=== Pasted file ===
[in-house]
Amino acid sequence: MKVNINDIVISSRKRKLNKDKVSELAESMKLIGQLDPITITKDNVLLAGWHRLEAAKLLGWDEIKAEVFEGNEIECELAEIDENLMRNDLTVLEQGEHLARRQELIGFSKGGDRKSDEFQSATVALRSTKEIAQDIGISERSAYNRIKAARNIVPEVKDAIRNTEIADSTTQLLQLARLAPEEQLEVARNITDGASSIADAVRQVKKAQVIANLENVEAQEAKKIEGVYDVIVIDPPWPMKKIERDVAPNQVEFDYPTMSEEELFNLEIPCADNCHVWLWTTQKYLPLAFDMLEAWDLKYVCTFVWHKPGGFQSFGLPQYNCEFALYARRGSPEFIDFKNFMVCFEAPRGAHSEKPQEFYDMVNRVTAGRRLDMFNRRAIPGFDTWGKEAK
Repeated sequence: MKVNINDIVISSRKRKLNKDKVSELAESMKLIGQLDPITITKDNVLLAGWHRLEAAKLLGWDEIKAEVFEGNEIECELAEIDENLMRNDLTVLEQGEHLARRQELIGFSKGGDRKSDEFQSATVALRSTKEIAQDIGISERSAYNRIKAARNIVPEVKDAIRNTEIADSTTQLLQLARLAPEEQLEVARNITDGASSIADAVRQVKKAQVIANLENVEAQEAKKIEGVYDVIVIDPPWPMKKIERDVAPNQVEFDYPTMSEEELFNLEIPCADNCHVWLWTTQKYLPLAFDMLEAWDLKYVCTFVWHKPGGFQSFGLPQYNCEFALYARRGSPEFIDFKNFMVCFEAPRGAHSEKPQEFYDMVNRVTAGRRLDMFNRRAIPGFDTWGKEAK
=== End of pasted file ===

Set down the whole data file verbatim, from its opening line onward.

[in-house]
Amino acid sequence: MKVNINDIVISSRKRKLNKDKVSELAESMKLIGQLDPITITKDNVLLAGWHRLEAAKLLGWDEIKAEVFEGNEIECELAEIDENLMRNDLTVLEQGEHLARRQELIGFSKGGDRKSDEFQSATVALRSTKEIAQDIGISERSAYNRIKAARNIVPEVKDAIRNTEIADSTTQLLQLARLAPEEQLEVARNITDGASSIADAVRQVKKAQVIANLENVEAQEAKKIEGVYDVIVIDPPWPMKKIERDVAPNQVEFDYPTMSEEELFNLEIPCADNCHVWLWTTQKYLPLAFDMLEAWDLKYVCTFVWHKPGGFQSFGLPQYNCEFALYARRGSPEFIDFKNFMVCFEAPRGAHSEKPQEFYDMVNRVTAGRRLDMFNRRAIPGFDTWGKEAK
Repeated sequence: MKVNINDIVISSRKRKLNKDKVSELAESMKLIGQLDPITITKDNVLLAGWHRLEAAKLLGWDEIKAEVFEGNEIECELAEIDENLMRNDLTVLEQGEHLARRQELIGFSKGGDRKSDEFQSATVALRSTKEIAQDIGISERSAYNRIKAARNIVPEVKDAIRNTEIADSTTQLLQLARLAPEEQLEVARNITDGASSIADAVRQVKKAQVIANLENVEAQEAKKIEGVYDVIVIDPPWPMKKIERDVAPNQVEFDYPTMSEEELFNLEIPCADNCHVWLWTTQKYLPLAFDMLEAWDLKYVCTFVWHKPGGFQSFGLPQYNCEFALYARRGSPEFIDFKNFMVCFEAPRGAHSEKPQEFYDMVNRVTAGRRLDMFNRRAIPGFDTWGKEAK